The State government, which has been requesting the Union government to increase Karnataka’s allocation of oxygen to 1,792 metric tonnes per day (MTD) based on the number of active COVID-19 cases, lifted only 650-670 MTD of the allocated 802 MTD between April 30 and May 2.
This mismatch related to the claims on estimation of oxygen requirement and utilisation came to light on Tuesday during the hearing of a batch of PIL petitions on COVID-19 issues by a Special Division Bench comprising Chief Justice Abhay Shreeniwas Oka and Justice Aravind Kumar.
The State government had, on April 28, told the court that it had written a letter to the Centre stating that 1,471 MTD of oxygen would be the requirement for COVID-19 patients as on April 30. On Tuesday, the government again told the court that it had written another letter on April 30 to the Centre indicating that it required 1,792 MTD as on May 5 based on the active cases. It said the minimum requirement was about 1,162 MTD, as per the norm that 17% of the total active cases would require oxygenated beds and 3% ICU beds.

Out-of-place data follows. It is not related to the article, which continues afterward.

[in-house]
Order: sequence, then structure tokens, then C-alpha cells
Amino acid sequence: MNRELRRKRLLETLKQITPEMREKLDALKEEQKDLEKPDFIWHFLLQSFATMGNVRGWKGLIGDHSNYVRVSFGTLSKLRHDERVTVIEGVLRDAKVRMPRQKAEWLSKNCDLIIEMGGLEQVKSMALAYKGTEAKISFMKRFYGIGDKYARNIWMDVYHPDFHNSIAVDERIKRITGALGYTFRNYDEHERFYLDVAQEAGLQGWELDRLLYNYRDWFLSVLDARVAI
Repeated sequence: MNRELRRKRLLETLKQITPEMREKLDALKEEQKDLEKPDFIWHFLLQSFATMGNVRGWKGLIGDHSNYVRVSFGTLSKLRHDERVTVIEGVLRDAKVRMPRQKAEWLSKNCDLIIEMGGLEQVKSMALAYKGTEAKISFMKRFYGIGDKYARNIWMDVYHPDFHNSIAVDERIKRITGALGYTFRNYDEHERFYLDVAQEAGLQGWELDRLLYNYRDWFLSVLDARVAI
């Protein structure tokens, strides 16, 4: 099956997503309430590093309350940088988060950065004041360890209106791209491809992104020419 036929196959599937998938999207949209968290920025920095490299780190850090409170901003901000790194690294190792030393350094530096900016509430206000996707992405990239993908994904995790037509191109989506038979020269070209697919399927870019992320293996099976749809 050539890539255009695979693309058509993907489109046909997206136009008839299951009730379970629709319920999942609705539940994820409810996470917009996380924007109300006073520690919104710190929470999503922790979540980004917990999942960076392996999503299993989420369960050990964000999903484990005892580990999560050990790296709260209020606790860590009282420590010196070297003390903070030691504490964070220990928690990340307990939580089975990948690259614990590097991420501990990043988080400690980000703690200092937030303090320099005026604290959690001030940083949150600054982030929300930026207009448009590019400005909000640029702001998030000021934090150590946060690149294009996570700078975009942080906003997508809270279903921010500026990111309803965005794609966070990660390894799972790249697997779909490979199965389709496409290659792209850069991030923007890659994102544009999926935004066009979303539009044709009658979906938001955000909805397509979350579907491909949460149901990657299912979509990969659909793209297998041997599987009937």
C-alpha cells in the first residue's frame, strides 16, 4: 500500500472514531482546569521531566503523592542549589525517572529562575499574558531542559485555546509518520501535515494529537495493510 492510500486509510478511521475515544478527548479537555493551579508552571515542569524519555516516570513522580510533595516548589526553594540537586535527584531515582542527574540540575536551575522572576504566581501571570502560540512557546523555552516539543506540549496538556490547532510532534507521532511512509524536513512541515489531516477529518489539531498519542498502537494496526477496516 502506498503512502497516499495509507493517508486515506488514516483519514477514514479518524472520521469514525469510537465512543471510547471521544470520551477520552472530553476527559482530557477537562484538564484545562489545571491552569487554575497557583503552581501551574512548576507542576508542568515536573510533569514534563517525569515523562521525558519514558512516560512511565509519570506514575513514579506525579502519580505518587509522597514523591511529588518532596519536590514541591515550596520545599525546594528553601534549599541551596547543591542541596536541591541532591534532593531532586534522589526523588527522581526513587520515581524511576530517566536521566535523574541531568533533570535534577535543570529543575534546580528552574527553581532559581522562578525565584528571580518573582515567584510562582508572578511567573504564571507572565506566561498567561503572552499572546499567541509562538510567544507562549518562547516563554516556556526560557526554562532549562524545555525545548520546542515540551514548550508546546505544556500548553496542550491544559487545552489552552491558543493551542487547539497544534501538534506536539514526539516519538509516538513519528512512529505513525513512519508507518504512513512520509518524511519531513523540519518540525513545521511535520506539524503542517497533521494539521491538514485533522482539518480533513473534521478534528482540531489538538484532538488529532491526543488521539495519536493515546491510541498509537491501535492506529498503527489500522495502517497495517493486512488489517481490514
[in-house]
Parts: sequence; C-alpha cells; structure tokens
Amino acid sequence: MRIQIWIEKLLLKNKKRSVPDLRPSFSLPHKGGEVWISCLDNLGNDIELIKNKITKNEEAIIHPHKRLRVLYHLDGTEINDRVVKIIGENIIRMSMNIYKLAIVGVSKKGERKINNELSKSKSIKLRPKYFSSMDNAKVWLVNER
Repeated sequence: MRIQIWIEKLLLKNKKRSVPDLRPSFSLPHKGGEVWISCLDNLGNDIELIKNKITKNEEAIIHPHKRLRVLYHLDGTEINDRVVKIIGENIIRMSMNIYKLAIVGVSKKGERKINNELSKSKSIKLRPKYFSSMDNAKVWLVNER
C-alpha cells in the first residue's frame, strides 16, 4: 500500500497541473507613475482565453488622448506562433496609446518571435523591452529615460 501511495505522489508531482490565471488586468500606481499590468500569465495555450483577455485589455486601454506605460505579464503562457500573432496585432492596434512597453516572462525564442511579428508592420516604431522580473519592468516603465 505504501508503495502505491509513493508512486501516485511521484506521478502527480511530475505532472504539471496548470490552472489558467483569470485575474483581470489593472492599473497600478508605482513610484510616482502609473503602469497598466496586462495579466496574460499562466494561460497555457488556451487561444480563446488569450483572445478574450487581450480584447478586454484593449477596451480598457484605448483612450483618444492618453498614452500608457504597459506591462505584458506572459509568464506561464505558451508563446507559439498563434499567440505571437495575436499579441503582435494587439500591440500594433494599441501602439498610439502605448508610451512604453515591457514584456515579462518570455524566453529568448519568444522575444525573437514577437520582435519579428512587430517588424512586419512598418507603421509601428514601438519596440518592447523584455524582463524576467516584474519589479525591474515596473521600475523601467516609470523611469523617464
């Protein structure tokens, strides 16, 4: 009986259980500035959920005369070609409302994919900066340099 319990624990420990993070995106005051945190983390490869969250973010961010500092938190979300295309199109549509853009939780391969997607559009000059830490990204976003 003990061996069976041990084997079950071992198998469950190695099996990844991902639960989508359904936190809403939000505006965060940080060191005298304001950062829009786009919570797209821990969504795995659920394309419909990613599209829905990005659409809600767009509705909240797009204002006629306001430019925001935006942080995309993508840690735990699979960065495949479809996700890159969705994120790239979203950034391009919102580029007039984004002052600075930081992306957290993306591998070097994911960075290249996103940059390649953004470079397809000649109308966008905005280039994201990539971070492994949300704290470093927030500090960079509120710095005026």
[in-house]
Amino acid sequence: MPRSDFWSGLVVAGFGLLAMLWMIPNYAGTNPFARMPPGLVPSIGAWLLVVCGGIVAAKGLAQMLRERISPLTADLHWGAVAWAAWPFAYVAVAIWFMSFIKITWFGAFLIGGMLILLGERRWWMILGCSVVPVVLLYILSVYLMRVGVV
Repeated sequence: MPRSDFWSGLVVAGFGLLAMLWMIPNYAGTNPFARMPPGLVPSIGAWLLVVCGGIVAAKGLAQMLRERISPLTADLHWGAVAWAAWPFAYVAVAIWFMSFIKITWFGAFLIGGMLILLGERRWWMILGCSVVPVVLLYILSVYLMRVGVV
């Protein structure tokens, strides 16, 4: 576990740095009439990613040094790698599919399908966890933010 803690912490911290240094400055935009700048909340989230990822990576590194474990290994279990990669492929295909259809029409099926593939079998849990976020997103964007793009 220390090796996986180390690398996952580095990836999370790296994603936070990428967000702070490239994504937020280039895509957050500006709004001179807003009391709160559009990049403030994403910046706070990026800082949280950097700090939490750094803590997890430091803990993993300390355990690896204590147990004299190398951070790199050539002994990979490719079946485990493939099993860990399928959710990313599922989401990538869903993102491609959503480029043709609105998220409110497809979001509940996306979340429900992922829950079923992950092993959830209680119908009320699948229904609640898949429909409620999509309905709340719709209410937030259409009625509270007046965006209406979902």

What SC chart said
However, the Bench noted a chart reproduced in the Supreme Court’s April 30 order on oxygen allocated to each State by the Centre that indicated that the oxygen production capacity in Karnataka, as on April 28, was 625 MTD. The allocation of 802 MTD was made as the State government had stated that it needed 770 MT of medical oxygen per day, but the government lifted only 441.19 MT as on April 26, the chart indicated.
When the Bench inquired about how much oxygen the State government has been lifting every day, Advocate-General Prabhuling K. Navadgi said the State had lifted 671.95 MT of oxygen on April 30 and 650.97 MT on May 1. He pointed out that due to some technical reasons, the entire lot could not be lifted for utilisation.
Mr. Navadgi also clarified to the Bench that 695 MT of oxygen was available from the plants within Karnataka and 110 MT was being routed through Odisha and Visakhapatnam.
On the other hand, Union government counsel M.N. Kumar told the Bench that the Centre had, on May 1, increased the oxygen allocation to Karnataka to 865 MTD from 802 MTD.
The Bench directed the Centre to take a decision by Wednesday morning on increasing allocation of oxygen to the State, pointing out that it intended to issue direction for increasing the oxygen allocation to Karnataka, on the lines of the direction issued by the Delhi High Court to the Centre.
If the Centre is not in favour of increasing oxygen allocation, then it has to say that the State government is making a false claim, the Bench observed orally.